This pattern is as fundamental as it is powerful. What it needs is a system with a native way to support it at the query and administrative level, which is how we came up with Neo4j Fabric. By allowing the user to declaratively define the graph “stitching” operation across a collection of otherwise disjointed graphs, it is possible to treat them as a single unit, made up of pieces that are logically isolated. By “logically isolated,” I mean that each component is a self-contained unit that can be queried independently, even if it contains a subset of the complete dataset. In this way, users can split up their data in databases in ways driven explicitly and purely by their domain instead of relying on some store-level mapping tool that uses incomplete pieces of information (like range-based hash functions or similar). But there are two additional benefits that may be easy to overlook.
The first is that this approach makes all decisions a concern for the query runtime. By having a declarative way of composing and decomposing graphs, all information available to the runtime, such as data metrics, plan optimization rules, and cluster topology, are available for distributing the query and gathering results. This is a fundamentally more powerful technique than any static method, including store-level sharding, since it allows the system to adapt more dynamically to many more information streams about the environment.
The second benefit is that it makes federation and distribution of data a purely modeling concern. All methods of data distribution require input from the user to let the system know the data roots, distribution keys, traversal methods, and so on. Using graph composition as the primitive, all these concerns are concentrated at the declarative level and provide much more flexibility. Graphs can be created ad hoc and brought together dynamically, have aggregations created over them and stored in new databases for global analytics, and even split out in pieces as appropriate. In a way, this lets the user evolve their system as they get more sources of data, refactor their model, and understand more about its structure. It represents, in many ways, a departure from the traditional method of achieving scalability by elevating it from an administrative concern to a knowledge management one.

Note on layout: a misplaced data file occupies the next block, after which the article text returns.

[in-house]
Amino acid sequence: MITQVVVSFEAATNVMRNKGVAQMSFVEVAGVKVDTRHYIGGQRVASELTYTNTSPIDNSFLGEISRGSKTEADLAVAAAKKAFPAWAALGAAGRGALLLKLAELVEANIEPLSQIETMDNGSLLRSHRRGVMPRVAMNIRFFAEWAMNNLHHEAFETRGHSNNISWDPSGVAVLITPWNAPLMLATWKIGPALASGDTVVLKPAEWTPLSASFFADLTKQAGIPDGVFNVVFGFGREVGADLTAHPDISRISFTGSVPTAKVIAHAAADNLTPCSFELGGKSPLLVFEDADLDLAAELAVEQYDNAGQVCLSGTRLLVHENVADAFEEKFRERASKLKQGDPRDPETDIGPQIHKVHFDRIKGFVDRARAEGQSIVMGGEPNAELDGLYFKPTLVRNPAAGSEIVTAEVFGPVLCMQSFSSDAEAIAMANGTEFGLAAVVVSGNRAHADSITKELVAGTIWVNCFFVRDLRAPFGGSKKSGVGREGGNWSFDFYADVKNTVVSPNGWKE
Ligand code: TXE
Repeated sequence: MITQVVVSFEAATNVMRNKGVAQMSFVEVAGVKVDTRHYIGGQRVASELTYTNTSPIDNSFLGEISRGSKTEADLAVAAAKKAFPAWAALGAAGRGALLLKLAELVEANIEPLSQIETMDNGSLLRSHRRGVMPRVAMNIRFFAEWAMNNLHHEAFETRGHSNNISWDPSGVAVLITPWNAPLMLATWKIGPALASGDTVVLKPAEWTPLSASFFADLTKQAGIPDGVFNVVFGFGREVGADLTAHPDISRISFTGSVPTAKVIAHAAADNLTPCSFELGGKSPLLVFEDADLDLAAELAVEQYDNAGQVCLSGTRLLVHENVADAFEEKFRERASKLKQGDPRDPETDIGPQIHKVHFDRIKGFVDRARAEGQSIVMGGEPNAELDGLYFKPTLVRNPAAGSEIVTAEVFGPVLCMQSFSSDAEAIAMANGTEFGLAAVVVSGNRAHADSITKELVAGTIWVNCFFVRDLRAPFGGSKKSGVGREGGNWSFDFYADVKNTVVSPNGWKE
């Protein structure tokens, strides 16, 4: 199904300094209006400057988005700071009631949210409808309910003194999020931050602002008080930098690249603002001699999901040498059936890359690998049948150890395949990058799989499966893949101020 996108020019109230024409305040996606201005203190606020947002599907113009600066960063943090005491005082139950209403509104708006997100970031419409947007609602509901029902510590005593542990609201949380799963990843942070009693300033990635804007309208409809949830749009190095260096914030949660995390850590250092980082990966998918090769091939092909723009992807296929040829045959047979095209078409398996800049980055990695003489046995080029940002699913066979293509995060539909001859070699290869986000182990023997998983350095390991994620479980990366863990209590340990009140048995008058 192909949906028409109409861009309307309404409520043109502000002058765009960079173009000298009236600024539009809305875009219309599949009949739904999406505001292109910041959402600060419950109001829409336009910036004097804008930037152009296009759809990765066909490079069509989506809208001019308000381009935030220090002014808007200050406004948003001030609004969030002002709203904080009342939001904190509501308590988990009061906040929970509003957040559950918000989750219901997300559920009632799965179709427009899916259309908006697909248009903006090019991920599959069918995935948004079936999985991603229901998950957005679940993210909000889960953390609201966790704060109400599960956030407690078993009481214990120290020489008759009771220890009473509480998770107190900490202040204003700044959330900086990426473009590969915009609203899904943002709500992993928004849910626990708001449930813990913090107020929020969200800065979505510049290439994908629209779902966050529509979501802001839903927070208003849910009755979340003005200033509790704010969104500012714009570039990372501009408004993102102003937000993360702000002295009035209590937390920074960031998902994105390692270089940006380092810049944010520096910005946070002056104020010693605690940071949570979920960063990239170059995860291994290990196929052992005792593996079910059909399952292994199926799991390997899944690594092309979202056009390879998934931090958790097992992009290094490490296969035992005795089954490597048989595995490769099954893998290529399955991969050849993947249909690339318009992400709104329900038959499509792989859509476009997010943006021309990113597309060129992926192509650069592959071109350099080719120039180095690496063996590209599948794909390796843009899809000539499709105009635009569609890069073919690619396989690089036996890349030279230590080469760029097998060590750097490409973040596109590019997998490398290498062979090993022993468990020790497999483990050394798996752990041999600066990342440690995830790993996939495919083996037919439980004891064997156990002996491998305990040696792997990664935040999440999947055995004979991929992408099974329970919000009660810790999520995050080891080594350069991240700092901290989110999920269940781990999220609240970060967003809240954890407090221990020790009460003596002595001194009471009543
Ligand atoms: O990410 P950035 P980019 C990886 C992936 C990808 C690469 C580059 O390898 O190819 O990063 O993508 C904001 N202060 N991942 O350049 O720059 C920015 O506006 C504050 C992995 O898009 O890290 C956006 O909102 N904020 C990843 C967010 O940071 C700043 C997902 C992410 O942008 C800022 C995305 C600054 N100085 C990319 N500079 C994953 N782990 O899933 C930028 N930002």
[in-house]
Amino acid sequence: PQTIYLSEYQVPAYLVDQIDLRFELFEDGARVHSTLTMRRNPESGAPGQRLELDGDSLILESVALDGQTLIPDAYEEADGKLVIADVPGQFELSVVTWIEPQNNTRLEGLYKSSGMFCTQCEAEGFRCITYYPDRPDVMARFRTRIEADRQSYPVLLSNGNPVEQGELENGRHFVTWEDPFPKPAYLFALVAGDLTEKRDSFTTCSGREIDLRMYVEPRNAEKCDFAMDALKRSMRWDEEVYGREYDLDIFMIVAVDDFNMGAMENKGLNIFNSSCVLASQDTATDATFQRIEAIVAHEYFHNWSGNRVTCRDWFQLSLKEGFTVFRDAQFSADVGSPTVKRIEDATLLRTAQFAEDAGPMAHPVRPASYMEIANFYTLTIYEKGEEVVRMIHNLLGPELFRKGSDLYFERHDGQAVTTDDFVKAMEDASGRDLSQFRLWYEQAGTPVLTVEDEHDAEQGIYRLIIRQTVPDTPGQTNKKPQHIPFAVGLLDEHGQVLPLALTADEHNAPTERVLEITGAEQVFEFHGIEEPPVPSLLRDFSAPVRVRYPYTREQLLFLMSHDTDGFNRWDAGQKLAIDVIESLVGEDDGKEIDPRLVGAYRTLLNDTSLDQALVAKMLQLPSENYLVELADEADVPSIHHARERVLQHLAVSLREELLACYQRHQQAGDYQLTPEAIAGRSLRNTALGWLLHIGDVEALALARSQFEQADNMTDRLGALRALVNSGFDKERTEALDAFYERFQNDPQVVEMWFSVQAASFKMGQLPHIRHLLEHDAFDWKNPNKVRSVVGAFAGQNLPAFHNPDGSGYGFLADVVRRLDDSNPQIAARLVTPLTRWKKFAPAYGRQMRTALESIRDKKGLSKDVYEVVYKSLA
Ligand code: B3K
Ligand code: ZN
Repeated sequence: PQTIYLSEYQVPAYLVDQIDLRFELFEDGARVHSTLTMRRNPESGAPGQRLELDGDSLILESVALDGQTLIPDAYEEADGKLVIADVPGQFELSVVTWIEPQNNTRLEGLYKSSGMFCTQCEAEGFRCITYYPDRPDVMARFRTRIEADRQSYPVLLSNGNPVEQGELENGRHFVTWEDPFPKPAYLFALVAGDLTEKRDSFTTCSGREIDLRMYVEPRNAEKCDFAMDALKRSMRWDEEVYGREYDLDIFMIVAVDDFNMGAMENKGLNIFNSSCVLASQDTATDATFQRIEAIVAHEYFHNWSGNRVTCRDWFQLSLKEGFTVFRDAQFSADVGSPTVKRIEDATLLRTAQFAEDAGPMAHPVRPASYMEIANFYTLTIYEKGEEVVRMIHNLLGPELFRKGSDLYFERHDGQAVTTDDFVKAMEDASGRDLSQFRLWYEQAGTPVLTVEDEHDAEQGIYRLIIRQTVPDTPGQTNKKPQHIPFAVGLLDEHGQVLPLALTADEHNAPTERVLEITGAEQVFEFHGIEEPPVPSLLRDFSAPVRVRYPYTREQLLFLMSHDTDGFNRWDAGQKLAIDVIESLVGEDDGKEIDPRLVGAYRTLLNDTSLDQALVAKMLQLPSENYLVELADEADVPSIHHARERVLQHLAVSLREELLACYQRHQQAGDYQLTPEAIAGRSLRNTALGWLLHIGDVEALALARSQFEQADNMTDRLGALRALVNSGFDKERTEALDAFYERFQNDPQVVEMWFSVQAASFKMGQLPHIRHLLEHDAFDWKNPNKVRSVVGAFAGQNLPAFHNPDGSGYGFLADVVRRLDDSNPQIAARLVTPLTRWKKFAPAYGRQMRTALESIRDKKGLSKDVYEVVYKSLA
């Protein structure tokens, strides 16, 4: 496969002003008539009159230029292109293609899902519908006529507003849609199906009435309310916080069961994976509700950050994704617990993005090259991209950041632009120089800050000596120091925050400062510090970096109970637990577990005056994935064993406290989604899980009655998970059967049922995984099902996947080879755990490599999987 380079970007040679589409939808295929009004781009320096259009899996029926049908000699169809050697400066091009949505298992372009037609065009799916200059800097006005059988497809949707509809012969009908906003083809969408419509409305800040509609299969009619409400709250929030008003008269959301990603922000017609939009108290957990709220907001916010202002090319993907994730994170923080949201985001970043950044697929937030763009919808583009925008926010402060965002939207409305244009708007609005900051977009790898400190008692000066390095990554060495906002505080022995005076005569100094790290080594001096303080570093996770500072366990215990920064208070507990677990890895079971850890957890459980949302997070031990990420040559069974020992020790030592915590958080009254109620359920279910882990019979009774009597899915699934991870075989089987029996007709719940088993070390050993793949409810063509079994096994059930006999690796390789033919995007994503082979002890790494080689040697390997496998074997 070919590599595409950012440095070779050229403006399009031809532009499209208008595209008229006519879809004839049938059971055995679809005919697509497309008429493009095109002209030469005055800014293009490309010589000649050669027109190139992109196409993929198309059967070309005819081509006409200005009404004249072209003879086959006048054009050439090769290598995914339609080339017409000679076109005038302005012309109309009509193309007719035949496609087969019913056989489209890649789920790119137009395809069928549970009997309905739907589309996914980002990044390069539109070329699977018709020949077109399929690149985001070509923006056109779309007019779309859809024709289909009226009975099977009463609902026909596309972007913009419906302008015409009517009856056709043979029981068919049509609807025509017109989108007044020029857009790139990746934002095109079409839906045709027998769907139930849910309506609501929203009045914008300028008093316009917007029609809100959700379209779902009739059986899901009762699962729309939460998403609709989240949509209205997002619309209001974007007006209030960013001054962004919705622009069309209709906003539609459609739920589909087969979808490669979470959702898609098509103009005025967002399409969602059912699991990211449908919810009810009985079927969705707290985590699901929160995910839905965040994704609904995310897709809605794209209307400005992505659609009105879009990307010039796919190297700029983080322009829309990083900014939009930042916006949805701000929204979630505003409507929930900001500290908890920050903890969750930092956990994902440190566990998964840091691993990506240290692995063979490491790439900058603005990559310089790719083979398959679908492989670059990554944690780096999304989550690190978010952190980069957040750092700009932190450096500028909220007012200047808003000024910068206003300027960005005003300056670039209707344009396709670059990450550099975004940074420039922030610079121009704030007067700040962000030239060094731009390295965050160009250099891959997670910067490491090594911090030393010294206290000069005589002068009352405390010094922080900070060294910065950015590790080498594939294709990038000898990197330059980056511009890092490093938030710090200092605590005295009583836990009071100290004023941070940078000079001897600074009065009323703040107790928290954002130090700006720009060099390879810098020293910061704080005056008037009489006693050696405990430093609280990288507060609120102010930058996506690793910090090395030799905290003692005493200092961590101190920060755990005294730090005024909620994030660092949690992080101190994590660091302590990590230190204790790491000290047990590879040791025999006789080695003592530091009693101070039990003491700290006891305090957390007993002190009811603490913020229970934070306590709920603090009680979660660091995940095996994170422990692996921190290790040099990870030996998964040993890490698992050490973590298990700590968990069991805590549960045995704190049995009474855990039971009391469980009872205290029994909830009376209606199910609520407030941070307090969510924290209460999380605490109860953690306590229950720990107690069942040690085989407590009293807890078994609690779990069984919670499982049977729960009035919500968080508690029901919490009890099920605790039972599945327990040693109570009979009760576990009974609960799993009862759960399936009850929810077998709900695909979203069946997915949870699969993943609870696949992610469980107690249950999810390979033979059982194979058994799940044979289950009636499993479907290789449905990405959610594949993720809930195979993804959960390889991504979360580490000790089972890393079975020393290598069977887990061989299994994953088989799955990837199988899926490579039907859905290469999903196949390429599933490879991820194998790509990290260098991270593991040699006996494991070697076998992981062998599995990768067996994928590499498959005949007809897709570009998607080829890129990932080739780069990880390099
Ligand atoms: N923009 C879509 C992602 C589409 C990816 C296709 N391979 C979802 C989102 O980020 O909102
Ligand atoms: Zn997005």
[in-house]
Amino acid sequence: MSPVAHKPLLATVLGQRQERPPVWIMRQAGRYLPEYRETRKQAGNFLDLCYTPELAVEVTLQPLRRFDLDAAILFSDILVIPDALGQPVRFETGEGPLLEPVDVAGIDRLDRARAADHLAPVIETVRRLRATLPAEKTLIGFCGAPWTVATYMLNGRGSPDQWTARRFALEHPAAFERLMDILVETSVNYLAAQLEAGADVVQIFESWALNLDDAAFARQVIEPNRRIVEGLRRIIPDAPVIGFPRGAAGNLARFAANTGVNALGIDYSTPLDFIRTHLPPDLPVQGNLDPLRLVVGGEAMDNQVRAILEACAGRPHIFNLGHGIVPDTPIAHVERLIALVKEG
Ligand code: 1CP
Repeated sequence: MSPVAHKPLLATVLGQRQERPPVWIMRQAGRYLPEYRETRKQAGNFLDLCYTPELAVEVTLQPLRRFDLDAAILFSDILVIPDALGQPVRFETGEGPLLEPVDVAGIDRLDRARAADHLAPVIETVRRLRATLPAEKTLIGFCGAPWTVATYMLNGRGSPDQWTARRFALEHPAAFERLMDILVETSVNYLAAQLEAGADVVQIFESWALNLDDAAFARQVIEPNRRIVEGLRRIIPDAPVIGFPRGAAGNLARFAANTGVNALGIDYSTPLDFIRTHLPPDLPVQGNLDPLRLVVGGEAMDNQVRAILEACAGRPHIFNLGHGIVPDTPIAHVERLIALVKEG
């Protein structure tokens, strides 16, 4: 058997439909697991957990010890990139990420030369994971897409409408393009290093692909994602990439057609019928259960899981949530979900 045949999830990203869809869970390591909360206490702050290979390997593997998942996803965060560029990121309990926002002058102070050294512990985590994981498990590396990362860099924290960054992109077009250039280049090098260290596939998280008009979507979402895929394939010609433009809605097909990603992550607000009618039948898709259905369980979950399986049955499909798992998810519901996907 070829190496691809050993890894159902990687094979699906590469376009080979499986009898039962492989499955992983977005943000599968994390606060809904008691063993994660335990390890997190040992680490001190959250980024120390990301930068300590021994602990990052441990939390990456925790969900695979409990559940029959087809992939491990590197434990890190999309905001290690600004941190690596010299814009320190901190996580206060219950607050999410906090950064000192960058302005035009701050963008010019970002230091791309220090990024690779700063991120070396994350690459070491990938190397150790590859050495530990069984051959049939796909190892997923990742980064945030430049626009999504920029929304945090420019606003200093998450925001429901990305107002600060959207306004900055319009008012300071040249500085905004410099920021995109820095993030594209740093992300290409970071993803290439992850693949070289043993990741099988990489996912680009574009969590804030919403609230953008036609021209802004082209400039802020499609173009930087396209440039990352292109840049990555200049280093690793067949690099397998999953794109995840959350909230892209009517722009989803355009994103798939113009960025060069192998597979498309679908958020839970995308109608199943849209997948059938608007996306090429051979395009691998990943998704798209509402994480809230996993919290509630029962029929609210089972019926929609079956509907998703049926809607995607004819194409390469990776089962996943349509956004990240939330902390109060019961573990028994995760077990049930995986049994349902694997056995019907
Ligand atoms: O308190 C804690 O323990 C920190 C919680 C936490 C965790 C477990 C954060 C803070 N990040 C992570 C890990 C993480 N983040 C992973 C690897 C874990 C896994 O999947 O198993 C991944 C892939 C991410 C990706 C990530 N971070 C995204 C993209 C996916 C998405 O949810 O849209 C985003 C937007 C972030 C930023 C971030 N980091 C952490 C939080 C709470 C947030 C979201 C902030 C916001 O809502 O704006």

Q6. What do you think is the future potential of graph databases?
I believe that graph databases are a milestone in the evolution of database systems. If we look at the topic historically, the first major evolution to happen was the transition from the first systems, like IBM’s IMS to System R. The introduction of relational algebra and SQL made data management declarative and allowed for query planner/optimizers to be created so the system itself could reason about data access. This allowed for optimal disk usage and a huge performance boost by taking this concern away from the user. Further, it required both the creation of novel algorithms and systems architecture and the user to give information ahead of time in the form of a schema.
Since then, things have stagnated. The result was a quickly evolving application ecosystem being forced to twist the relational model to fit increasingly incompatible development models and techniques, new languages, and an increasing amount of data being stored. The NoSQL explosion during the late 2000s was proof that something needed to change, and a whole new generation of systems came out that showed many ideas about the future of databases.
Τhe most interesting model to come out of that period is the graph database. The graph model combines an algebraic structure that allows for query optimization with a much richer structure that lets the programmers manipulate data in ways that are compatible with the way they design their applications. There is no more object-relational mismatch and no necessity for ahead of time declared schema.
In the ‘80s, that wouldn’t work. There was not enough knowledge about optimizing queries, no technology for Just-In-Time compilation, and no multithreading support. Today we have all these things we can take advantage of to remove even more cognitive overhead from the user – instead letting them focus on thinking about their domain model and how to extract knowledge. I think that’s the direction we need to build on.
We keep coming up with ideas on how to do even more on behalf of the user – creating new ways to optimize queries, discovering methods of distributing and combining data, formatting transformations for import/export, and making graphs a vital component of every data
processing pipeline. We can see the potential for graph databases in general, and Neo4j in particular, to be a one-stop-shop for every data operation. We already see that both real-time and heavy-duty OLTP workloads are equally well served by such systems, and we know that we have barely scratched the surface of what is possible. As we develop new methods of declarative graph data manipulation, things will only get more interesting.
Qx Anything else you wish to add?
The topics we covered in this Q&A are explored more thoroughly in our series Neo4j Under The Hood. There you can listen to me cover the ideas that underlie complexity and knowledge and how they are treated differently in a graph database, as well as how Neo4j takes advantage of and exposes these concepts.
Chris Gioran is the Chief Architect at Neo4j. He has been building database management systems for more than a decade and is currently curating the technical roadmap for all of Neo4j’s data management platform. Originally from Athens, Greece, he currently lives in Malmö, Sweden, working from the engineering HQ of Neo4j.
Sponsored by Neo4j.